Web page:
More on Life Insurance
Coverage and Cost
Life insurance overview
How Much Life Insurance Do I Need?
How much life insurance do I need?
What does life insurance cover?
Risks of not having enough life insurance coverage
How to avoid a life insurance coverage gap
Do I need $1 million in life insurance coverage?
Is it possible to have too much life insurance?
Do I need a per capita or per stirpes death benefit?
How Long Should My Coverage Last?
How long should my coverage last?
What happens if you outlive your term life insurance?
Life insurance laddering strategy
How Much Does Life Insurance Cost?
How much does life insurance cost?
How your job affects your life insurance rates
Do pilots pay more for life insurance?
Life insurance for military personnel
Life insurance for veterans
Life insurance for business owners
Does where you live affect your life insurance policy?
How your half birthday affects life insurance cost
What is a life insurance rider?
Life insurance calculator
Policygenius Life Insurance Price Index
TABLE OF CONTENTS
If you live past your policy’s expiration date, ideally you’ll no longer need life insurance by then. If you still need coverage after your policy expires, consider a term conversion or buy a new policy at a lower coverage amount.
Without a replacement policy, your family won’t receive a death benefit after your policy expires
You can use a term conversion for permanent insurance or buy a new term policy to replace coverage
You may not need new coverage if you have enough savings and no dependents
Shop for new coverage at least six months before your policy expires to avoid a coverage gap
Whether you need life insurance after your policy expires depends on your ability to support your dependents when you die. As your current policy’s expiration date approaches, recalculate your coverage needs. If you:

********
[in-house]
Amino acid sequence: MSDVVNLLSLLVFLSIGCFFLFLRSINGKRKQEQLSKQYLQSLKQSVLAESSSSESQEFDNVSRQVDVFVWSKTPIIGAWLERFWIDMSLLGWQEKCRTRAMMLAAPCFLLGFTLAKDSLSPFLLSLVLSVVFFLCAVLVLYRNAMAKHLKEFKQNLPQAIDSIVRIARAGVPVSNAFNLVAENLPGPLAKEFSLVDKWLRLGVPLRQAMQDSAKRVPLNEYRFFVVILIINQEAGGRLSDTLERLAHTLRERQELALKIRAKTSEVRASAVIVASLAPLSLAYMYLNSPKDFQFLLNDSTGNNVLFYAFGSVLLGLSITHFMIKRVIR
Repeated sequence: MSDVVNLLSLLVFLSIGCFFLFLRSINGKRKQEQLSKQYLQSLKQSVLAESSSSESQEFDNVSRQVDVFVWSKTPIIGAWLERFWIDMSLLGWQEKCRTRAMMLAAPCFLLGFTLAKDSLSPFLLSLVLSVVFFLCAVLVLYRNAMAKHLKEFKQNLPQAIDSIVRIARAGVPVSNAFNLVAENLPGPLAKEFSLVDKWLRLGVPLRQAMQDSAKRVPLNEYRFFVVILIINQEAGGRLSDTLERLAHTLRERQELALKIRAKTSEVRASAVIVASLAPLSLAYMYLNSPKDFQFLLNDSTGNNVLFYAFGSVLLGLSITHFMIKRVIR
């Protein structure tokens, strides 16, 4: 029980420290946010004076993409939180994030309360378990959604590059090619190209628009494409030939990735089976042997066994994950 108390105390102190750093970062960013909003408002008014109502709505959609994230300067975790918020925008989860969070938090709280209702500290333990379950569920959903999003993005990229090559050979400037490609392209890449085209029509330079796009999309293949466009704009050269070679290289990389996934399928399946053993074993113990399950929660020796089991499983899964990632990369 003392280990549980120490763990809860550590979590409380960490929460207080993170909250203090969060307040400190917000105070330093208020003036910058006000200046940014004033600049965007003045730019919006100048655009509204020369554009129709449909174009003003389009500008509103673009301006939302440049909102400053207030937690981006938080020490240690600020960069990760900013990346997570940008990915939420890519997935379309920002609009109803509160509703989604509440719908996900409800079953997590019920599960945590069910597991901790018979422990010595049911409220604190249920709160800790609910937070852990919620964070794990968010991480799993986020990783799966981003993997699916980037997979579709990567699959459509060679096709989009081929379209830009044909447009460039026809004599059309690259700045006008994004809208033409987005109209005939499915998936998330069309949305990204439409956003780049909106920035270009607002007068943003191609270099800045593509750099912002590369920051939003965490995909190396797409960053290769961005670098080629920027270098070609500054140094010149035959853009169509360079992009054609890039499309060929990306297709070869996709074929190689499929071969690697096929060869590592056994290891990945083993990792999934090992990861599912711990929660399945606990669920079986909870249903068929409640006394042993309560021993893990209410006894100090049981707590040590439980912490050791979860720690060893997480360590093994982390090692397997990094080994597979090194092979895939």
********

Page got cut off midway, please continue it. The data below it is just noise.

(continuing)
Still have loved ones who rely on your financial support
Have insufficient savings to cover end-of-life expenses
Are still paying off large debts, like a mortgage
You may still need life insurance coverage to protect your family, though you likely need a smaller death benefit this time.
If you’re coming to the end of your term and think you may need continued coverage, start that conversation with your insurer or broker six months before your policy expires to ensure that you aren’t left with a coverage gap that could put your family at risk.
If your loved ones no longer need your financial assistance, you’ve paid off your debts, and your savings can support your retirement and final expenses, then you probably don’t need life insurance anymore.
In this case, you can just let your policy expire. When the plan ends, so will your coverage. If you die the day after your policy expires, your family won’t get a death benefit of any size.
Unlike some whole life insurance policies, there is no cash value component to cash out in term life insurance. Unless you bought return of premium term life insurance, which is not recommended due to high costs, you don’t get any refund for outliving your policy.
No one likes to pay for something they’ll never use, but think of it like your car insurance: you pay the premiums but hope to never use the service.
If you still have dependents or financial responsibilities after your policy’s end date, you’ll need some life insurance coverage. Because your financial needs are different now, this is an opportunity to switch to a more suitable policy or coverage amount.
Most term life insurance policies come with a built-in term conversion rider, which gives you the ability to convert your policy to a permanent policy when the term expires. Ask your provider if you’re unsure if your policy includes a term conversion rider.
The main advantage of a term conversion is that you won’t have to go through the underwriting process again, which allows you to skip the medical exam and keep your original insurance classification even if your health has worsened.
You’ll also avoid the higher term life premiums for older applicants. A $500,000, 20-year policy costs under $30 per month for a healthy 35-year-old male. A healthy 55-year-old male will pay $150 per month for the same coverage.
However, permanent insurance is five to 15 times more expensive than term coverage. Though your provider may offer a term conversion credit to lower your payments for the first year, you’ll only see reduced costs in the short-term.